Chalkboard with the words "Know the Rules" written on it. It introduces my money management rules for trading options.
Image by Gerd Altmann from Pixabay 

Money management is the key to winning in the stock market, especially if you’re trading options. That’s because the size of your portfolio is like a reputation. It takes years to build but just days to lose.

The market can change directions quickly and unexpectedly. Imagine if you were 100% invested during a month when stocks crashed. If you simply owned stocks, you’d be down, but you wouldn’t lose everything.

But because options contracts have expiration dates, you could lose your entire portfolio before you have a chance to cash out. To make matters worse, since you were fully invested, you’d have nothing left on the sidelines to invest and recoup your losses.

The 30% money management rule.

When trading options, don’t deploy more than 30% of your portfolio at one time.

Keeping at least 70% of your money in cash protects you from getting wiped out in a single month. It also positions you to rebuild your portfolio because you’ll have money set aside for new trades.

You won’t often lose 30% in a single month, but it can happen. In those circumstances, you would deploy another 30% (maximum) of your portfolio to catch up.

What happens if you lose your backup 30%?

If you perform sound research and stay disciplined, it will be rare to lose that much twice in a row. But if it does happen, you should spend some time in a cooling-off period.

Don’t trade for a few weeks. Let your mind and emotions settle. Examine your decisions on your losing trades.

Were you trading on data and sound information? Or, did you FOMO (fear of missing out) some trades and chase something that you never should have?

Did your emotions get the best of you?

Boredom is also a problem. As I’ve written before, never force a trade simply because you feel like you must do something.

Doing nothing is better than executing a low-conviction trade. Sure, you may miss some profits. But far more often, you’ll spare yourself from losing a chunk of your portfolio.

Once you’re ready to trade again, you can slowly start to deploy your remaining cash to recoup your losses.

Note: the 30% rule only applies to the money that you have set aside for options trading, not your entire portfolio.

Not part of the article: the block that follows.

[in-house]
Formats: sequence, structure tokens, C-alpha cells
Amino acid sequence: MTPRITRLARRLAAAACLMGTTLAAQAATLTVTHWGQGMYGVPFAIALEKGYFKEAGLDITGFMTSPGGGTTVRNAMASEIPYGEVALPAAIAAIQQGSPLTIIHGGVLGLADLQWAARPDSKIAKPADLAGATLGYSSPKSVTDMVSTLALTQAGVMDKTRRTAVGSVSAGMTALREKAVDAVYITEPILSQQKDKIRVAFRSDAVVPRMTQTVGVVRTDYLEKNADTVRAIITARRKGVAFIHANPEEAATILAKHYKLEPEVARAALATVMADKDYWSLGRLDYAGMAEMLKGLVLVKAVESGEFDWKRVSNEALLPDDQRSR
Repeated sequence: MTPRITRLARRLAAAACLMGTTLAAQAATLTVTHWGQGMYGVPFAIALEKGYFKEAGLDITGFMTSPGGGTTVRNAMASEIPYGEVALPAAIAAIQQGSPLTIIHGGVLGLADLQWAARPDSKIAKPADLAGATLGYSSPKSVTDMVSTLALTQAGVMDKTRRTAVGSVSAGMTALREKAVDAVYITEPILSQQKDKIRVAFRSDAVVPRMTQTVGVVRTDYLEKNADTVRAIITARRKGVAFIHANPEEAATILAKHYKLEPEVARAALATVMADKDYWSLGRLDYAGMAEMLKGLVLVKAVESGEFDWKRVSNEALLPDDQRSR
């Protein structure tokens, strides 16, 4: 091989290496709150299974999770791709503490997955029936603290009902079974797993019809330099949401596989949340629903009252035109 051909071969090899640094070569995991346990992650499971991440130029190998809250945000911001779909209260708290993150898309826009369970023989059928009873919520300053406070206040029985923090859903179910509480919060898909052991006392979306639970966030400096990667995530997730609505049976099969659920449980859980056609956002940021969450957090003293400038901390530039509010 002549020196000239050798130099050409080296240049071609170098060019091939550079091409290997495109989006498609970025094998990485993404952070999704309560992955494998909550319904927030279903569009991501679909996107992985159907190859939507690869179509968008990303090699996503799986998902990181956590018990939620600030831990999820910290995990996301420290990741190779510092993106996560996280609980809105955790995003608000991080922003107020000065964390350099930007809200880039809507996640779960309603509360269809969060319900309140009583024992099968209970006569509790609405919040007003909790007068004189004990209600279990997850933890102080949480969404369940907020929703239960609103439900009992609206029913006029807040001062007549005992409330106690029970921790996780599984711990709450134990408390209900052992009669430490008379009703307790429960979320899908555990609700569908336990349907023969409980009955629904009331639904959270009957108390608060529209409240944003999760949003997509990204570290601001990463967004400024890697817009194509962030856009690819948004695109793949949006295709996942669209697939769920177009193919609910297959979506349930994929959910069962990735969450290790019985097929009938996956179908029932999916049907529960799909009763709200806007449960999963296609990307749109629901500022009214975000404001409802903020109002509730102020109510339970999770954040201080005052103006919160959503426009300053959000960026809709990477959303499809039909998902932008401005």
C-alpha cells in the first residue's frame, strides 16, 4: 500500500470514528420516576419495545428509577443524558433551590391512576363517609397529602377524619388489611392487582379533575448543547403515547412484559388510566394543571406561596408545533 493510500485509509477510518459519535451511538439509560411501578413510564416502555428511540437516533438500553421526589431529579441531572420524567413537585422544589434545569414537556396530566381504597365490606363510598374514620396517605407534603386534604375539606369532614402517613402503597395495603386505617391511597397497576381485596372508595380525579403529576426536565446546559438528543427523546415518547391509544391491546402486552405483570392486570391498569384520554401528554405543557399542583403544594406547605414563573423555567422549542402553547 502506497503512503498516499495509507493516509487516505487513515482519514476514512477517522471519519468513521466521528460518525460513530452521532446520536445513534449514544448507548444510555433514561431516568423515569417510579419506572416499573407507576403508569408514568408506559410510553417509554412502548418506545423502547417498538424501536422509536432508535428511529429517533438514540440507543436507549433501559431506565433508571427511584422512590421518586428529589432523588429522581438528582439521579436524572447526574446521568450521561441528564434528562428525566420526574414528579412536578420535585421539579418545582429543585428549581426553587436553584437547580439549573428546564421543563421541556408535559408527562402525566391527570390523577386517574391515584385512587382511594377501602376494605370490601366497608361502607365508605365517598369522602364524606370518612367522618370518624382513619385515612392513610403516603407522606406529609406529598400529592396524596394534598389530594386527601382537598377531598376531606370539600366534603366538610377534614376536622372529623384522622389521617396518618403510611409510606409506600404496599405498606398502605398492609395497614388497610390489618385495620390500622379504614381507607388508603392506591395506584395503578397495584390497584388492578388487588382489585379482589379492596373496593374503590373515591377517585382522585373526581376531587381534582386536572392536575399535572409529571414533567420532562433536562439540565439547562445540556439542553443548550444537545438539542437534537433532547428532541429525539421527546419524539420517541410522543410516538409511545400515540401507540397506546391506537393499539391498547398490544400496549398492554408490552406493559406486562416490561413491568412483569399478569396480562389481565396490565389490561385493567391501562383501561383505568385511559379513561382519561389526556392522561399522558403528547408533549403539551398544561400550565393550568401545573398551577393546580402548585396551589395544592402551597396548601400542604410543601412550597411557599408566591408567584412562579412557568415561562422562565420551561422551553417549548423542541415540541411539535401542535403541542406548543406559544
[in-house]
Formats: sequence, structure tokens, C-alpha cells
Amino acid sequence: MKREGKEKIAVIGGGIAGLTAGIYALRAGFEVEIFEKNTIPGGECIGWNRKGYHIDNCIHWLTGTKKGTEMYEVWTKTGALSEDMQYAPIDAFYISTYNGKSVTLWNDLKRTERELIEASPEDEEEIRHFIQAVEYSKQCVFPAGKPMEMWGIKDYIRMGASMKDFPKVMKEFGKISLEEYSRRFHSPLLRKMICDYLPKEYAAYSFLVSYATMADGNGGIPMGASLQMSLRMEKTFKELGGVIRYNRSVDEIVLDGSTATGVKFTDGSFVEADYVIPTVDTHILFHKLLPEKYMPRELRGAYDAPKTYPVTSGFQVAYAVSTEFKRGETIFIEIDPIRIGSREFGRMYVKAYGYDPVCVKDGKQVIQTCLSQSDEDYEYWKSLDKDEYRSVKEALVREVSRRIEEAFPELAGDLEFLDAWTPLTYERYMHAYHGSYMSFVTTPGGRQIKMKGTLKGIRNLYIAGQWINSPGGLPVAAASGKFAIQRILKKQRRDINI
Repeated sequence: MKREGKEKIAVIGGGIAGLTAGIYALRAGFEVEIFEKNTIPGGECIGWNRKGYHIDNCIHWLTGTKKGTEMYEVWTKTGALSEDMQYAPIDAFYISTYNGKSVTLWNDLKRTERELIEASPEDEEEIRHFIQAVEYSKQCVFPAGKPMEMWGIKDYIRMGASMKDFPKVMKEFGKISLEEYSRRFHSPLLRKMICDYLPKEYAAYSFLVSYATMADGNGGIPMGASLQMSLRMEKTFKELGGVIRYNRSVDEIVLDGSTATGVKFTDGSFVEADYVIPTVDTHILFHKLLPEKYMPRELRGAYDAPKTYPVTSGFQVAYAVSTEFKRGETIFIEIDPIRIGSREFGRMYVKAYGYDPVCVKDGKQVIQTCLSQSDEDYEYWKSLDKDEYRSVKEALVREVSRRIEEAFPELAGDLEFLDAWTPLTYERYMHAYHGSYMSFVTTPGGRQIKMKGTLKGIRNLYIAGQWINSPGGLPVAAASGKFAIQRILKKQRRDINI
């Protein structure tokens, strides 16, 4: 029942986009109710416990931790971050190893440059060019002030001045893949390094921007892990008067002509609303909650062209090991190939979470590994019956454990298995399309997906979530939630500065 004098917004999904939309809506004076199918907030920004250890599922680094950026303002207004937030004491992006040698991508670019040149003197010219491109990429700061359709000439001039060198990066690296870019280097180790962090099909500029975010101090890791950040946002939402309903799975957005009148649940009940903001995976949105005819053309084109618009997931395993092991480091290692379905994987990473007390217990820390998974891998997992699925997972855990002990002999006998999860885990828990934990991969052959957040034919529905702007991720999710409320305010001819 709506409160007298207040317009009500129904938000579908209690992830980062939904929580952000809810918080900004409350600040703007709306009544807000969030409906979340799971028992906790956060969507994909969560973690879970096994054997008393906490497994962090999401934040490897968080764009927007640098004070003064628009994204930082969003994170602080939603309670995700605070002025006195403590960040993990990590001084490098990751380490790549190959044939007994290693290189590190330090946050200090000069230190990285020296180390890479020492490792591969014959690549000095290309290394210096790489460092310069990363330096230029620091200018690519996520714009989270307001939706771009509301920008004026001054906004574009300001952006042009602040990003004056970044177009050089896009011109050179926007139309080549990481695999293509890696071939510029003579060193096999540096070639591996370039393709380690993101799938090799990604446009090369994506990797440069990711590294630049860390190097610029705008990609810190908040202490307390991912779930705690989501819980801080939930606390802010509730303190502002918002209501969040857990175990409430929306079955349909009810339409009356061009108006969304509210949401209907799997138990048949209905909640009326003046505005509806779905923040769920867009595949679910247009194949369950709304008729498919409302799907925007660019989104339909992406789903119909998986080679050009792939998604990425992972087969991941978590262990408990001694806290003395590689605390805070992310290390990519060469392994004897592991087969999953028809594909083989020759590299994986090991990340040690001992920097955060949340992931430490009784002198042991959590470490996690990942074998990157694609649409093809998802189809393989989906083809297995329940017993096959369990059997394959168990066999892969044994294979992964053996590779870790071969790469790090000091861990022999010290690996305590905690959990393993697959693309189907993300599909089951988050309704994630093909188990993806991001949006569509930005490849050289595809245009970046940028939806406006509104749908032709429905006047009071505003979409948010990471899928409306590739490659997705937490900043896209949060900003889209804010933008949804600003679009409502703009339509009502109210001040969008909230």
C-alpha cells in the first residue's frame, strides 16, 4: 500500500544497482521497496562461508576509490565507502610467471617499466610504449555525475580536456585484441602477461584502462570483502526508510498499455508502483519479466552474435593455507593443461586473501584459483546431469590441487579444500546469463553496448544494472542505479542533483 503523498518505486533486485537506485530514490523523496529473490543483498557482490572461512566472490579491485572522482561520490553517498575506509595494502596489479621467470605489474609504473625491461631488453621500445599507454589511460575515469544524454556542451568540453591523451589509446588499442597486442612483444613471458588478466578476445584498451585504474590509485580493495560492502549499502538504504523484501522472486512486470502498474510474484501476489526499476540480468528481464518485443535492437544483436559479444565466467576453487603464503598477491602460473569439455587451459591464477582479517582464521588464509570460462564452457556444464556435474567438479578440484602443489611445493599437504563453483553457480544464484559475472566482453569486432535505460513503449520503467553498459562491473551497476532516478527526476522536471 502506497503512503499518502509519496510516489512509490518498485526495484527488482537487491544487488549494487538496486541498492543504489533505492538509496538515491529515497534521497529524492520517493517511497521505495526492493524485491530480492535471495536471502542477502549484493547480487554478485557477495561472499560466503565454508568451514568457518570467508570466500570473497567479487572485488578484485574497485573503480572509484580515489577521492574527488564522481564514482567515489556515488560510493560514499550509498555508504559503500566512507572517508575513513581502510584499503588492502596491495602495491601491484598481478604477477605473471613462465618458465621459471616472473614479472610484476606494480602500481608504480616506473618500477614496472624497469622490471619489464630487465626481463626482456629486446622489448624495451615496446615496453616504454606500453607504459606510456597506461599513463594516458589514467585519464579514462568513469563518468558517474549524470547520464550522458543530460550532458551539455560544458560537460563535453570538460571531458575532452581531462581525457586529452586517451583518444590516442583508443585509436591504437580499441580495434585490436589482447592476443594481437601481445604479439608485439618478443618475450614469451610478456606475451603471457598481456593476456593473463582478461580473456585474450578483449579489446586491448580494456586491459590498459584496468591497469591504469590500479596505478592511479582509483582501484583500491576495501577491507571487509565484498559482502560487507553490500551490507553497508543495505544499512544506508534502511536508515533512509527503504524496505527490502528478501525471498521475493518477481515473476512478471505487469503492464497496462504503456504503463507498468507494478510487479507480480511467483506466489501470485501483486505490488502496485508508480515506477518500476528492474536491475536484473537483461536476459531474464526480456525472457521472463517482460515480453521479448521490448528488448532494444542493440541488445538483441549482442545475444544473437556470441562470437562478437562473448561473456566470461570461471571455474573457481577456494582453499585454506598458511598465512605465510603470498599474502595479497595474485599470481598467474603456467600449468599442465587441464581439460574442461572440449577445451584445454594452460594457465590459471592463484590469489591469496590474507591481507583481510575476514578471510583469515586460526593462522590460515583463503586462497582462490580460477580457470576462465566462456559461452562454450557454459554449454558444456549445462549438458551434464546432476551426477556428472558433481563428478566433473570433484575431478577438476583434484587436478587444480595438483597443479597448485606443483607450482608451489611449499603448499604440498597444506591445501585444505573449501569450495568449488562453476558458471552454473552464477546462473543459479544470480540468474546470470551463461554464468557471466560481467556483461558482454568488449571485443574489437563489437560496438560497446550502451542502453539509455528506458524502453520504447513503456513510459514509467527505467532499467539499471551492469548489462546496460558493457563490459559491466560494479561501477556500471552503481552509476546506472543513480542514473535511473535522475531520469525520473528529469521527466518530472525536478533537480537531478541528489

With a stock portfolio, there’s rarely a reason to keep 70% in cash.

Stocks take longer to move (in both directions) than options, so staying invested is key. There are certainly times to move your money out of stocks, but market conditions will dictate when to do that. The Papa Bear strategy that I previously wrote about will you help you identify if/when it’s time to reallocate your stock portfolio.

If you only own stocks instead of options, it will take longer for your portfolio to crash…but also much longer for it to grow.

At The Antagonist, we trade options to hit our financial goals quicker than simply buying and holding stocks. But this strategy also demands that you follow strict money management strategies to protect against losses. That’s why the 30% rule is essential.

Please note, however, that 30% is the maximum amount to invest. During times of high volatility, it may be wise to keep as little as 10%-20% in play.

Conversely, if stocks sell off sharply for a day or 2, but the overall market remains healthy, it can be appropriate to increase your cash deployment. This requires careful analysis of the market and individual companies, however.

That’s one reason The Antagonist exists: to help you find the best trade opportunities while avoiding traps. You won’t win 100% of your trades (no one does), but proper discipline and research will make you much more likely to come out ahead in the long run.

To gain access to The Antagonist portfolios, and to receive trade recommendations and explanations, become a premium member. You can try it for free for 7 days.

Happy trading,
Jason Milton

Note: I’m not a financial advisor, and this article is not financial advice. See the full disclaimer here.

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